Date of Graduation

Winter 12-16-2016

Document Type


Degree Name

Master of Arts in International Studies (MAIS)


College of Arts and Sciences


International Studies

First Advisor

Keally McBride

Second Advisor

Dana Zartner


It has been 26 years since Mongolia transitioned to democracy. I decided to evaluate the progress of Mongolia’s development since the transition to evaluate whether the country of only 3 million people with vast land and natural resources successfully implemented policies to attain growth and societal wellbeing. In order to evaluate Mongolia’s development progress, this thesis uses FDI in Mongolian development since 1990 as a case study to examine the relationship between FDI, state development strategies, and development outcomes. My research questions encompass a series of interrelated inquiries including 1) whether human development can be achieved through extraction industries 2) whether the source of FDI has a strong impact on development outcomes, and 3) whether FDI influences state-led development efforts and decision making to the extent that it threatens the development of Mongolian sovereignty.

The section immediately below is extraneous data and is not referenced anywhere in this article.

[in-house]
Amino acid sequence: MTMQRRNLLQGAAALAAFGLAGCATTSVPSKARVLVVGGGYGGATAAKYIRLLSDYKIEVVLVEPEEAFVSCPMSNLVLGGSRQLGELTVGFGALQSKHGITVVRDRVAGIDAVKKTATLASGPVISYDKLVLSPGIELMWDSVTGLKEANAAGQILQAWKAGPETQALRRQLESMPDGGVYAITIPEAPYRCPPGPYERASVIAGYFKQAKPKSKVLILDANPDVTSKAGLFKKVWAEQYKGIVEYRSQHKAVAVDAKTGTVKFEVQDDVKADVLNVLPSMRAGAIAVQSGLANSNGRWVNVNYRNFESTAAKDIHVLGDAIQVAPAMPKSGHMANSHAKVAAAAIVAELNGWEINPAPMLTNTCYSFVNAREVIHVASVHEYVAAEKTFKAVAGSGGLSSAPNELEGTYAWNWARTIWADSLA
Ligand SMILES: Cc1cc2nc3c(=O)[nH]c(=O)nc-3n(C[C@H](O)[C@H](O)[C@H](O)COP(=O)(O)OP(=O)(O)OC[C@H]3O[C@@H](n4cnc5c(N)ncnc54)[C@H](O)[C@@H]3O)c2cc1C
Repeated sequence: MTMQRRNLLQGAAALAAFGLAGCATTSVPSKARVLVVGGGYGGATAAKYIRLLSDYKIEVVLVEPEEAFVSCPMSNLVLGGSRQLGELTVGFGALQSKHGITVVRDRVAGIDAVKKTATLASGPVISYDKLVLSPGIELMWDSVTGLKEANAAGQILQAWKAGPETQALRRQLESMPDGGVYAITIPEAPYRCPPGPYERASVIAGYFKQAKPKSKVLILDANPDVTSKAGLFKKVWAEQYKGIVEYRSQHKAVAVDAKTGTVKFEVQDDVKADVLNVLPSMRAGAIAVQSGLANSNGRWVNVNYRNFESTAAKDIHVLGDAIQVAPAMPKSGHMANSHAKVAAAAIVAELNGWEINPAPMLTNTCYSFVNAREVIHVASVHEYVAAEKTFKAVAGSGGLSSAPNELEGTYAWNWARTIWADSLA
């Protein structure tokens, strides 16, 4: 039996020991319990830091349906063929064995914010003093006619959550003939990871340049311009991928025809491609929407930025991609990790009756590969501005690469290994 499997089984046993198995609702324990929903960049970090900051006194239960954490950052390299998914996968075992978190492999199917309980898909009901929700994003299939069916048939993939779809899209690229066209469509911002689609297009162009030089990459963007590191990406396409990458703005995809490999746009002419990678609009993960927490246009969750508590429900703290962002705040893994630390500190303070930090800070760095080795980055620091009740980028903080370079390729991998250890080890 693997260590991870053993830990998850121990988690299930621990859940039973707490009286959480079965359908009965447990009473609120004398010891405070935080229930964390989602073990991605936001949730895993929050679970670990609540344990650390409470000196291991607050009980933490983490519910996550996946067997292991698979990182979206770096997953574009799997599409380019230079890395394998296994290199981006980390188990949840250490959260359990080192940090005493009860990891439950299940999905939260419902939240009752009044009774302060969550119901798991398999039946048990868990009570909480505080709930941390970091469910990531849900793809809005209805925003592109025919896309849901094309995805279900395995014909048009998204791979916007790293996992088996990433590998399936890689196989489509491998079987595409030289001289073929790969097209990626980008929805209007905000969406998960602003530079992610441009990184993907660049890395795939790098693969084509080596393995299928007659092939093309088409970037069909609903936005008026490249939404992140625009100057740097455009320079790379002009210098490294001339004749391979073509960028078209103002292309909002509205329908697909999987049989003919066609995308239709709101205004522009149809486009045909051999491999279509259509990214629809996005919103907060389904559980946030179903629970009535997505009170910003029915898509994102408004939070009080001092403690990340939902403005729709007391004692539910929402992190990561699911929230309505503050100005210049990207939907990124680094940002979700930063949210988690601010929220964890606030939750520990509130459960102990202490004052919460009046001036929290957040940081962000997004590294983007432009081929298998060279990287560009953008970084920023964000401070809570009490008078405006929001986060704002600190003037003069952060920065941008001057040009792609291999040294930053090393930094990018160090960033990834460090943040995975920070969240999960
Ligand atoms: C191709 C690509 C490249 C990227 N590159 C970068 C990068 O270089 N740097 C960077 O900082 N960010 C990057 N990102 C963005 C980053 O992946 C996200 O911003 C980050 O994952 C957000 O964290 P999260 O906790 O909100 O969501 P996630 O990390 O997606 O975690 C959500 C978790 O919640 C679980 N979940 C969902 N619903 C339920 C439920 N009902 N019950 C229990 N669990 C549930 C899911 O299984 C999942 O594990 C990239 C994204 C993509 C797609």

I conclude that Mongolia is at a crossroads. Foreign direct investment in the extraction industry can either help or harm Mongolian development; the long-term results of FDI will depend upon the Mongolian government’s actions. The source of the FDI does not have a strong impact on development outcomes. There are some differences in industry conduct regarding transparency and corporate social responsibility based upon the source of funding. The main responsibility for attaining development falls to the Mongolian government. However, my research indicates that FDI could have a corrosive impact on state sovereignty if the state is weak in enforcing rule of law. Surprisingly, I find that a strong, active civil society is necessary to maintain the integrity of development strategies in the face of significant FDI.